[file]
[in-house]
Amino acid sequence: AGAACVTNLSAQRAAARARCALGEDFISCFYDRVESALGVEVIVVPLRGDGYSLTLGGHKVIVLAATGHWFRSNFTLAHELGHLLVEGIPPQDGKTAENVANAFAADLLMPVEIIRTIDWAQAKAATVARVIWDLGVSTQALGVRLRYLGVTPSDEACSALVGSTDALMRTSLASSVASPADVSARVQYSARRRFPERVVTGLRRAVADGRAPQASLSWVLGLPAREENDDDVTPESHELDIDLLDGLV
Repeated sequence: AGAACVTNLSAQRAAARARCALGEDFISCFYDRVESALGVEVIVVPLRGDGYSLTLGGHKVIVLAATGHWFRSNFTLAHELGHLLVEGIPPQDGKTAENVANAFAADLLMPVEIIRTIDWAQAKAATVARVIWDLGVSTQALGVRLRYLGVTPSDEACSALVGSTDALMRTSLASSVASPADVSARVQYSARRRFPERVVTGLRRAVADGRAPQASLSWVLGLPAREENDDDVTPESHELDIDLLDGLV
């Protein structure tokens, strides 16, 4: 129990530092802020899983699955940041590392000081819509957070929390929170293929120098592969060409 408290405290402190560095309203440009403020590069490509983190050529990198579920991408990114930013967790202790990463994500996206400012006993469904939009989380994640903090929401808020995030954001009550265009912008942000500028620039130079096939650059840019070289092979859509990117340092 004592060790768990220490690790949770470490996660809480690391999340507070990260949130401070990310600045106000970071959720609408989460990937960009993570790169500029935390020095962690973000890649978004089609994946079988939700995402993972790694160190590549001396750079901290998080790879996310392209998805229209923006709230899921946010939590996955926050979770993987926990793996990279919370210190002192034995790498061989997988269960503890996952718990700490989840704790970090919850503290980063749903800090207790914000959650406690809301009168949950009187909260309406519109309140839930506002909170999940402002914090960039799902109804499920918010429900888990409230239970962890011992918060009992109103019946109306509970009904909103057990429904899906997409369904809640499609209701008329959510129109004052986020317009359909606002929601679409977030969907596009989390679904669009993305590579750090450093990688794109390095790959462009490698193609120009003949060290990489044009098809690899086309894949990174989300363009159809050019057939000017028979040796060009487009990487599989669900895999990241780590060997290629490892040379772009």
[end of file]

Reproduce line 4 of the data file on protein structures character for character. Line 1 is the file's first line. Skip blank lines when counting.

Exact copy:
């Protein structure tokens, strides 16, 4: 129990530092802020899983699955940041590392000081819509957070929390929170293929120098592969060409 408290405290402190560095309203440009403020590069490509983190050529990198579920991408990114930013967790202790990463994500996206400012006993469904939009989380994640903090929401808020995030954001009550265009912008942000500028620039130079096939650059840019070289092979859509990117340092 004592060790768990220490690790949770470490996660809480690391999340507070990260949130401070990310600045106000970071959720609408989460990937960009993570790169500029935390020095962690973000890649978004089609994946079988939700995402993972790694160190590549001396750079901290998080790879996310392209998805229209923006709230899921946010939590996955926050979770993987926990793996990279919370210190002192034995790498061989997988269960503890996952718990700490989840704790970090919850503290980063749903800090207790914000959650406690809301009168949950009187909260309406519109309140839930506002909170999940402002914090960039799902109804499920918010429900888990409230239970962890011992918060009992109103019946109306509970009904909103057990429904899906997409369904809640499609209701008329959510129109004052986020317009359909606002929601679409977030969907596009989390679904669009993305590579750090450093990688794109390095790959462009490698193609120009003949060290990489044009098809690899086309894949990174989300363009159809050019057939000017028979040796060009487009990487599989669900895999990241780590060997290629490892040379772009």